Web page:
Without question the biggest need to the Mariners this winter is offensive firepower. They've already bettered themselves by letting go of two offensively deficient commodities, Chone Figgins and Miguel Olivo.
The end of Olivo's contract leaves Jesus Montero and John Jaso as backstops. Montero hit well in his first full big-league season, but struggled behind the plate. He threw out just 11 of 65 would-be base stealers. Offensively, Montero was impressive for a 22-year-old, slugging 15 homers with a .684 OPS.
Jaso didn't get to play every day, but he always seemed to come through in the clutch when he got the call. He had the highest batting average on the team at .276, and walked more than he struck out, racking up on base, slugging and OPS averages of .394, .456 and .850, respectively.
If the season started today, Jaso would most likely start at catcher with Montero in the lineup as DH. Seattle also drafted former Florida catcher Mike Zunino third overall in the 2012 draft. The 21-year-old hit .360/.447/.689 with 13 home runs in 44 minor league games last season.
All that being said, the Mariners need hitting, and their situation at catcher is muggy due to Montero's inexperience.
The top two free-agent catchers are off the board already (Napoli, Martin), and if the Mariners are looking at catchers for next season they need to act fast.
Here are three reasons why they should sign A.J. Pierzynski.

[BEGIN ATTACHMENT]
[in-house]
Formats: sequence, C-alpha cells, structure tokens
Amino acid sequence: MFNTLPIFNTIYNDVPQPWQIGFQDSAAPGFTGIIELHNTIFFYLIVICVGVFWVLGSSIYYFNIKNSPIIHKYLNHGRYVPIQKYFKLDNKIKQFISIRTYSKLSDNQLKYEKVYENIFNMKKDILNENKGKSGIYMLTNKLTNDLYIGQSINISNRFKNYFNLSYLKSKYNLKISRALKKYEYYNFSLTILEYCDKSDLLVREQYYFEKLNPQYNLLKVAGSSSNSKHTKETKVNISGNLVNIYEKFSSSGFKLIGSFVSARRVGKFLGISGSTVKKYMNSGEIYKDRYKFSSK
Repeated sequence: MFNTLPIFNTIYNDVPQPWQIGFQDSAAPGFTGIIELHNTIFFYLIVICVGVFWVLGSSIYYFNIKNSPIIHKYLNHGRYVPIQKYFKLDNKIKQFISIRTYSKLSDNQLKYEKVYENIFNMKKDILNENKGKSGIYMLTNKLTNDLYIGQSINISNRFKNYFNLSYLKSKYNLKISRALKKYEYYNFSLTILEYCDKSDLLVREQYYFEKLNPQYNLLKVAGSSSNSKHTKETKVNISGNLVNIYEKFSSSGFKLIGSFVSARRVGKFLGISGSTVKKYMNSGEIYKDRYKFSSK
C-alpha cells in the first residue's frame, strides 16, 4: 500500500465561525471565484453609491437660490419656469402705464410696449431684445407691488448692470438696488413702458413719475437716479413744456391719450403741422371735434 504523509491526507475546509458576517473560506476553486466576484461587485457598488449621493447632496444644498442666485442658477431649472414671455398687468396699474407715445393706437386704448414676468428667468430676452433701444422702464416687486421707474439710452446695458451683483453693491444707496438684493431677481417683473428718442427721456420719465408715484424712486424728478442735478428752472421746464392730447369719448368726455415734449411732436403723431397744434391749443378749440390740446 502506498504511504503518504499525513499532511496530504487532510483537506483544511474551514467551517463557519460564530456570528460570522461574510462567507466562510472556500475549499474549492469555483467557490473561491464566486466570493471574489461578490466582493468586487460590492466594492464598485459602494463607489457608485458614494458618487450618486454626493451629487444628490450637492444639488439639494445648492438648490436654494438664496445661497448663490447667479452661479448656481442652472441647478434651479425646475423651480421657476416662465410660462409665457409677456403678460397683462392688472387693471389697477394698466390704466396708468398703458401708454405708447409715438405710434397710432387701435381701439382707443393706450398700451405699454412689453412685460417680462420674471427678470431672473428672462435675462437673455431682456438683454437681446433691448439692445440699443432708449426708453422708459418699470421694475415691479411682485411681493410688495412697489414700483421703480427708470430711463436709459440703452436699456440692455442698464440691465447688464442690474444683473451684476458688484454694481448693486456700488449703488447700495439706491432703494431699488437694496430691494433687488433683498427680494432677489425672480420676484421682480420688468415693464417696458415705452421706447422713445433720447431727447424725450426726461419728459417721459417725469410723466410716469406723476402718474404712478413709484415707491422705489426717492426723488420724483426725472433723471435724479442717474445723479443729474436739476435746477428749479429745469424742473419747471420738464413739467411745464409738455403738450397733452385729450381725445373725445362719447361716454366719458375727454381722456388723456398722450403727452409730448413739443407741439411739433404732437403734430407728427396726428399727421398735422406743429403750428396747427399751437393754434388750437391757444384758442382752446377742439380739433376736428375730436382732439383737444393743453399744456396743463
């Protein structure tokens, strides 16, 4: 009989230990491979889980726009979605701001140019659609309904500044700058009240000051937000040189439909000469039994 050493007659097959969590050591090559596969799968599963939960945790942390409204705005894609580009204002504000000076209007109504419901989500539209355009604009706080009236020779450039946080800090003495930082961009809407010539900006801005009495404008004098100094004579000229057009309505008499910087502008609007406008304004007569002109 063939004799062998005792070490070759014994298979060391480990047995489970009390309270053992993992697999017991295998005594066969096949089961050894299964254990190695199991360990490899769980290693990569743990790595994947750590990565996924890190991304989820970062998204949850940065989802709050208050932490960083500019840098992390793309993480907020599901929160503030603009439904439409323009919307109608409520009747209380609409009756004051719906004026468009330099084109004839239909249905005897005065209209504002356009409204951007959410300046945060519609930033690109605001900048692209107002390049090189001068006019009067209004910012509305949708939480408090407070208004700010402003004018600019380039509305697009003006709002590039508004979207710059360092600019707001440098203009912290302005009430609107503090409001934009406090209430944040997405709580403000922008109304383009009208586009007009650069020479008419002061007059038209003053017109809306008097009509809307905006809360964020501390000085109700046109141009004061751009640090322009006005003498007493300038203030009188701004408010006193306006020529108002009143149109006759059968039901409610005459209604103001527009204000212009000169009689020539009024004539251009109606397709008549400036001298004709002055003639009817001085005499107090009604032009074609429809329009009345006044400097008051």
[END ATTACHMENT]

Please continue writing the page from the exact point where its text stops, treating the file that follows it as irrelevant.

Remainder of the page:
At age 35, Pierzynski can't be expecting more than a three- or four-year deal.
And that's the only amount of time the M's should sign him for. With Montero and Zunino still developing and Jaso in the middle of his prime, they need to be careful about over-sigining a veteran catcher whose knees are twice as old as the rest of his body.
A three-year contract worth $17 million should be about right to reel in Pierzynski.
A lifetime .284 hitter, Pierzynski has hit .300 or better three times in his career. In 2012 at age 35, he set career highs in runs, home runs, RBI, slugging and OPS. He also grounded into just eight double plays, his lowest total since 2001.
Though these aren't typical numbers for the veteran backstop, Pierzynski is good for a .275 to .300 batting average with 15 homers and 75 RBI.
Eric Wedge can organize a catcher/first base/DH by committee with Justin Smoak, Jaso, Montero and Pierzynski until three players step up and take each starting job. Pierzynski would also add catching depth and a fiery attitude to the club house.
A.J. Pierzynski would add some much-needed veteran leadership to the youngest team in baseball.
The Mariners' average age is 25.5 years old, and the oldest player on Seattle's current roster is 33. Pierzynski knows how to win and play in big games, and would help teach the young and inexperienced Mariners how to win.